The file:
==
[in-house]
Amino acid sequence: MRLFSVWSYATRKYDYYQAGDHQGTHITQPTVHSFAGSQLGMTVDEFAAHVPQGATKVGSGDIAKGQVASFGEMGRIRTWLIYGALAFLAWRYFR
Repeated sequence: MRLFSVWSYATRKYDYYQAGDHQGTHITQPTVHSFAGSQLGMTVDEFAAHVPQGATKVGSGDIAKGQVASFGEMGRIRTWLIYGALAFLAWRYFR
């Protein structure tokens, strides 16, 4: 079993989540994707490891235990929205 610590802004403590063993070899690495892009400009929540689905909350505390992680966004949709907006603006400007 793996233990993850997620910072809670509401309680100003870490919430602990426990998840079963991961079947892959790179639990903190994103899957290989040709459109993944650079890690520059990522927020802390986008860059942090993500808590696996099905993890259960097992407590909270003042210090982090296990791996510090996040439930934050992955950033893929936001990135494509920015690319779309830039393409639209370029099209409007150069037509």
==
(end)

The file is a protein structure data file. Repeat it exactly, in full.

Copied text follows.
[in-house]
Amino acid sequence: MRLFSVWSYATRKYDYYQAGDHQGTHITQPTVHSFAGSQLGMTVDEFAAHVPQGATKVGSGDIAKGQVASFGEMGRIRTWLIYGALAFLAWRYFR
Repeated sequence: MRLFSVWSYATRKYDYYQAGDHQGTHITQPTVHSFAGSQLGMTVDEFAAHVPQGATKVGSGDIAKGQVASFGEMGRIRTWLIYGALAFLAWRYFR
């Protein structure tokens, strides 16, 4: 079993989540994707490891235990929205 610590802004403590063993070899690495892009400009929540689905909350505390992680966004949709907006603006400007 793996233990993850997620910072809670509401309680100003870490919430602990426990998840079963991961079947892959790179639990903190994103899957290989040709459109993944650079890690520059990522927020802390986008860059942090993500808590696996099905993890259960097992407590909270003042210090982090296990791996510090996040439930934050992955950033893929936001990135494509920015690319779309830039393409639209370029099209409007150069037509």